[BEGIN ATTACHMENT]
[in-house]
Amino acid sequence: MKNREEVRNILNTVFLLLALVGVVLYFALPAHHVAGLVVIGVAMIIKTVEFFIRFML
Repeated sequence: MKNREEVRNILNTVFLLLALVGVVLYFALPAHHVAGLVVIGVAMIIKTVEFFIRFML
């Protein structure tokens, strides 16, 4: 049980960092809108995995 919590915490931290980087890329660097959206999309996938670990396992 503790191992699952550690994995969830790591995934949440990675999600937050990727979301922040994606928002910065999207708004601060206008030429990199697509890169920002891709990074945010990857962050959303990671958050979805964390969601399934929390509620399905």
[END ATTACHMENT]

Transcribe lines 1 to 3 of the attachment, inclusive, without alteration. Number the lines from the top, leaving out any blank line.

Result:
[in-house]
Amino acid sequence: MKNREEVRNILNTVFLLLALVGVVLYFALPAHHVAGLVVIGVAMIIKTVEFFIRFML
Repeated sequence: MKNREEVRNILNTVFLLLALVGVVLYFALPAHHVAGLVVIGVAMIIKTVEFFIRFML